India’s Three Asks from the Rich World

T K Arun

The Three Ask of India

There are three things India needs from the West at this juncture.

One, massive, urgent carbon dioxide removal (CDR) from the atmosphere, creating net negative emissions to avert climate disaster that ravages the world equally but creates more distress in those parts that lack the financial resources to cushion the impact.

Two, an early, negotiated end to the war in Ukraine.

Three, liberal immigration into the US to bring down inflation in that country and ease distress in the rest of the world.

There are three things India needs from the West at this juncture.

History of CO 2 emissions

The Intergovernmental Panel on Climate Change’s Sixth Assessment Report puts the amount of human-created CO 2injected into the atmosphere between 1850 and 2019 at 2,400 Gigatonnes, give or take 240 Gt.

Almost 58% of those emissions took place over 1850-1990, before growth in India or even China seriously took off. Now on, only 500 Gt alone more of CO2 can be emitted, if global warming is to be kept below 1. 5˚C above pre-industrial levels.

The average emissions per year during 2010-19, a decade of iffy growth in most parts of the world, stood at some 41 Gts. A mere decade of robust growth would exhaust the carbon budget available to avoid breaching the 1. 5˚C cap.

The current mantra of reducing emissions and achieving net zero by 2030 or 2050 is not going to avert climate disaster. Emission reduction is tokenism.

A meaningful solution

Net negative emissions would be constructive action. How does one achieve net negative emissions?

● By sucking CO2 out of the atmosphere on a scale larger than fresh emissions.

● Planting trees and genetic engineering of trees to make them grow larger roots, in which to store more carbon, and accelerate photosynthesis etc is one line of CDR. This, however, cannot be done at scale or fast enough.

● Direct Air Capture (DAC) is the way out. The most straightforward method is suck air into chambers where it flows over chemicals that absorb CO 2.

● The chemicals are heated later to release the CO 2. The CO2 can be pushed deep underground to mineralise or used as inputs for productive purposes.

● Burial underground is pure cost.

Finding productive use at low cost is the way to go.

The rich world is primarily responsible for the world’s manmade 2,400 Gt of CO 2. It must, therefore, invest in DAC and associated technologies, and produce net negative emissions. The developing world should see this as an emerging opportunity, but for the rich world, this is elemental climate justice.

Russia-Ukraine War

The West can also help end war in Europe

One key driver of inflation around the world is the price of energy. And that is intimately linked to Western sanctions on Russia, following that country’s invasion of Ukraine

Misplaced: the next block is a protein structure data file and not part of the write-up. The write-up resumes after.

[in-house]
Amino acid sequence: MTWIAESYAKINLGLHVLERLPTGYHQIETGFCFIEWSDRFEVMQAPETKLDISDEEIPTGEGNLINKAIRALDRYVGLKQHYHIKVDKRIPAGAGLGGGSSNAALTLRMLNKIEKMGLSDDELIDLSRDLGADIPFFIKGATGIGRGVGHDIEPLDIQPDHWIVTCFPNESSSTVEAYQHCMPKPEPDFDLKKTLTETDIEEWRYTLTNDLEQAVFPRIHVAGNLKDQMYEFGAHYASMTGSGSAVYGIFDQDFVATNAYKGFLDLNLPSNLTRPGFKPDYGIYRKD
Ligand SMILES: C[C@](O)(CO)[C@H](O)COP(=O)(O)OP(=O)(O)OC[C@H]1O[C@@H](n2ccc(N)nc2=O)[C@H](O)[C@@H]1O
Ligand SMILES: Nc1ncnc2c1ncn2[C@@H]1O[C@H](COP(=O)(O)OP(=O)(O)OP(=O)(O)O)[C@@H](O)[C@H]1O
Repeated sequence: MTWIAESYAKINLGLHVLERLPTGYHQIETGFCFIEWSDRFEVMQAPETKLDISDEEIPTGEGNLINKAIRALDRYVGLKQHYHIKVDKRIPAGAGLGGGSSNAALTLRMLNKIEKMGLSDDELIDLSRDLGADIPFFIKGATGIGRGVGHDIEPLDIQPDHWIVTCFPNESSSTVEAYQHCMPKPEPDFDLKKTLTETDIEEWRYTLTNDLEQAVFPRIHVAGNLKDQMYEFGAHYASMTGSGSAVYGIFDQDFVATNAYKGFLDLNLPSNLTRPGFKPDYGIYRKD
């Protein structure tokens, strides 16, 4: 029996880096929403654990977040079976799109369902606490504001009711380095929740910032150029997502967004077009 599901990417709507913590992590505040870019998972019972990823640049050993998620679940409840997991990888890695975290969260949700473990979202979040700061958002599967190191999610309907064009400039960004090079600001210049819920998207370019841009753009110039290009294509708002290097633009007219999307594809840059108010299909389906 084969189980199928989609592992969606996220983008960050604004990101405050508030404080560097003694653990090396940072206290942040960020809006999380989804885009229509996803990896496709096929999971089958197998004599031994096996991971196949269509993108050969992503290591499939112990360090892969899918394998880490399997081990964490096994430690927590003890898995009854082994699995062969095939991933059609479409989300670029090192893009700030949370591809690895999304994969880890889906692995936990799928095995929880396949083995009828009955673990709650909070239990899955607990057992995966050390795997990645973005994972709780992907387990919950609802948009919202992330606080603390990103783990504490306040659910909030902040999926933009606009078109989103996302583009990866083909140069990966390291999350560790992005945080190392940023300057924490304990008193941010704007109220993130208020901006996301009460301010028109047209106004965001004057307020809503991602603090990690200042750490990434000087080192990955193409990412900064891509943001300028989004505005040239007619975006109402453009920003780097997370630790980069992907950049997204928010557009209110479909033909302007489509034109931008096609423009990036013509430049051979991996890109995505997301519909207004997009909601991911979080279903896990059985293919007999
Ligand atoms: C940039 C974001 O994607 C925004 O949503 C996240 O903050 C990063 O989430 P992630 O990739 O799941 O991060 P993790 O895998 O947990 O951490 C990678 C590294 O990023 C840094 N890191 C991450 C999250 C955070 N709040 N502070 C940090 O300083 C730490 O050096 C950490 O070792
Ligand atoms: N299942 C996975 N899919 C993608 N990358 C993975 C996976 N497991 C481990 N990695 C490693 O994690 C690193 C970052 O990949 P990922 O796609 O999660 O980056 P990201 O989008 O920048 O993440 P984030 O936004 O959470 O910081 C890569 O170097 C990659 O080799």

Ending the war is key to removing a major cost-push factor in global inflation. That is why the war calls for a diplomatic, rather than a military, solution.

Sending more sophisticated arms to Ukraine will serve to prolong the war and get more Ukrainians and Russians killed. Of course, it will bleed Russia, which, US defence secretary Lloyd Austin admitted, is America’s key war aim.

Immigration and inflation

But relieving pressure on energy prices will not, by itself, bring inflation down. Nor will higher interest rates, so long as there are two vacancies for every person looking for a job in the US. Unless this labour shortage is wiped out, rising wages will push up prices and rising income will keep shoppers busy, leading to replenishment of stocks and sustained growth.

● Unemployment is just 3. 7% in the US.

● It’s 3. 6% in the UK.

● It’s 2. 9% in Germany.

The US tech industry cannot find enough engineers. Airlines miss groundhandling staff, farms are without enough fruit pickers, and truck fleets are short of drivers. The simplest way to ease worker shortages and wage pressures is to allow in more migrant workers from the rest of the world.

In the absence of easy immigration, the US Fed will keep raising rates. As the US Fed raises interest rates, other countries are under pressure to raise rates to keep the interest rate differential with the US constant, regardless of the state of domestic inflation. This would hurt economic growth.

Let migrants augment the US workforce, reduce wage inflation and ease the pressure on the Fed to raise rates, thereby, letting other countries ease up on rate hikes, too.

The article was first published in The Times of India as Three things India needs from West are good for West too on October 5, 2022

The article was first published in The Sanjaya Report as India’s Three Asks from the Rich World on October 5, 2022

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About the author

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TK Arunis a Senior Journalist and Columnist based in Delhi.